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I have a table with 25 rows and 3-4 columns. I want to use this table once to read all data from it and store it in Java program. Since I will need data frequently throughout my life cycle of Java program, I dont want to connect to DB and execute query. How can I achieve this?

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When you say you don't want to connect and execute... do you mean "I don't want to connect and execute every time I need the data" or "I never want to have to connect to the database to get the information stored in that database". One is possible, the other isn't. –  corsiKa Aug 31 '11 at 5:23
I meant I want to connect once and read data into some collection or object. I want this whole thing to be memory efficient also –  hoshang.varshney Aug 31 '11 at 5:58
It sounds like you already know exactly what you want to do. Could you elaborate on what you're not sure about on how to do that? –  corsiKa Aug 31 '11 at 6:00
i dont know where to store this data (25 rows and 3-4 columns) so that I can quickly look them up. (I am building a multithreaded backend to process messages. I need to check validity of the field values in the message) –  hoshang.varshney Aug 31 '11 at 6:07
I guess I'd have to see some pseudo code or architecture for further assistance. All I can say is "somewhere your threads can access it". It sounds like you want an UnmodifiableCollection of immutable objects (bindings for the table) that can be passed in as are reference to each of your threads, probably at construction. This assumes whatever spawns the threads could potentially access the database. –  corsiKa Aug 31 '11 at 6:12

4 Answers 4

I would create a class with a member that corresponds to the data in the table.

Then I would create some data structure (a map?) by which you can acquire the data.

If you need to have 'database like' access, use an embeded database like Apache Derby. Slurp the data in once from outside, then store it in your local database which will have very responsive lookup times.

Some pseduo-code

Let this class be your binding, for example... I just made stuff up

class MyObject {
    private final String key;
    private final long stamp;
    private final String name;
    private final int other;
    public MyObject(String key, long stamp, String name, int other) {
        this.key = key;
        this.stamp = stamp;
        this.name = name;
        this.other = other;

    public String toString() {
        return name + " has an other of " + other + " and a stamp of " + stamp;


Your application might look something like this

class MyApp {

    Connection con = ... // connect to DB here
    // work with DB
    ResultSet rs = ... // query the DB for your data
    Map<String, MyObject> map = new HashMap<String, MyObject>();
    while(rs.next()) {
        String key = rs.getString(1);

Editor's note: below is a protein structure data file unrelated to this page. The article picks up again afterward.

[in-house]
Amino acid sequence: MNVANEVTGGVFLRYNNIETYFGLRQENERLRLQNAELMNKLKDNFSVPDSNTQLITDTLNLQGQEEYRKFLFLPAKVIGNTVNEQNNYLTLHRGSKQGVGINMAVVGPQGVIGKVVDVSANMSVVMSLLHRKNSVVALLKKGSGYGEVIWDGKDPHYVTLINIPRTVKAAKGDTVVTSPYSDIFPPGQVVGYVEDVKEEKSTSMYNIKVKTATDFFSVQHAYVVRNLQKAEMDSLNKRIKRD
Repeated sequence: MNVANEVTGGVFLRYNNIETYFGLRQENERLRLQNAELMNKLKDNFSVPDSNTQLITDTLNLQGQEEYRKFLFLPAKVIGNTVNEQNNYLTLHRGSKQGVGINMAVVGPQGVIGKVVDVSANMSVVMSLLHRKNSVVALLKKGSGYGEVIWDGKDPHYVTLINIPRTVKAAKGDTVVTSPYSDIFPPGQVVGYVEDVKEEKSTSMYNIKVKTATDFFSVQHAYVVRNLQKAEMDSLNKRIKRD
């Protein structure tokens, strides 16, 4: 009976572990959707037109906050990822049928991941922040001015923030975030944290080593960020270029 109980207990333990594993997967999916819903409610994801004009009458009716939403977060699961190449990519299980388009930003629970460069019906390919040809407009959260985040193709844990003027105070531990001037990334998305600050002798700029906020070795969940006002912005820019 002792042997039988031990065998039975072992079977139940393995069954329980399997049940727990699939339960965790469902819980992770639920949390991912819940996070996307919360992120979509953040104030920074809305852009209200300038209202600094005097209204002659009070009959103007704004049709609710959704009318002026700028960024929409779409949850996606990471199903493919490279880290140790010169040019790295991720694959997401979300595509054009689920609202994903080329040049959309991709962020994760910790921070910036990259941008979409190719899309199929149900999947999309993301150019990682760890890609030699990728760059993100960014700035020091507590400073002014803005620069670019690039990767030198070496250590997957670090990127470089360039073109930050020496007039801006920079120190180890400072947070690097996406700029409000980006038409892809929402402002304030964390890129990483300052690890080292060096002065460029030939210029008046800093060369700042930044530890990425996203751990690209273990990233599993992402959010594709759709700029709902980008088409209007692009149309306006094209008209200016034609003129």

long stamp = rs.getLong(2);
        String name = rs.getString(3);
        int other = rs.getInteger(4);
        MyObject obj = new MyObject(key,stamp,name,other);
    Map<String, MyObject> safeMap = Collections.unmodifiableMap(map);

    // spawn 5 threads (yes we should keep ref's to them - oh well
    for(int i = 0; i < 5; i++) {
        Runnable run = new SomeBackgroundProcess(i,safeMap);
        Thread t = new Thread(run);


And a background thread might look something like this

class SomeBackgroundProcess {

    final int awesomeNumber;
    final Map<String,MyObject> map;
    SomeBackgroundProcess(int num, Map<String,MyObject> map) {
        this.awesomeNumber = num;
        this.map = map;

    public void run() {
        InputStream in = // some input stream, for example
        while(true) {
            String key = in.magic(); // somehow you acquired a key!
            MyObject obj = map.get(key);
            if(obj != null) Log.log(obj.toString()); // writes out all about the object it found

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SwingWorker is ideal for this during startup; here's a related example. –  trashgod Aug 31 '11 at 5:27
@trashgod I like it. Obviously unnecessary for backend, but for front end stuff it sure can be nice to know what stage you're on (or more appropriately, what stage takes so long that you have time enough to read it's status message!) –  corsiKa Aug 31 '11 at 5:32
hmmm that should be / maybe 2.nd level (form of asked question) +1 –  mKorbel Aug 31 '11 at 6:32

if you want to use JTable for display/edit/input/remove some data then you have to

1) first at all read tutorial (all data are allways stored in the TableModel, read this sctions too,)

2) and then go thought ton os examples here and here

3) than if you have a real question how to some..., then don't hesitage to ask question, and in the case that you want from this forum good or better answer, then you have to ... with short and runnable code that shows your issue(s)

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You can look up hibernate. It will serve you good as it's used frequently in the industry. You basically provides a properties file with your db info such as server address and credentials and then you make a POJO representing your table and put some annotations on it.

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you can use cache concept which holds the data till the user session is lost. Please check below link, there are many examples available google it. cache concept

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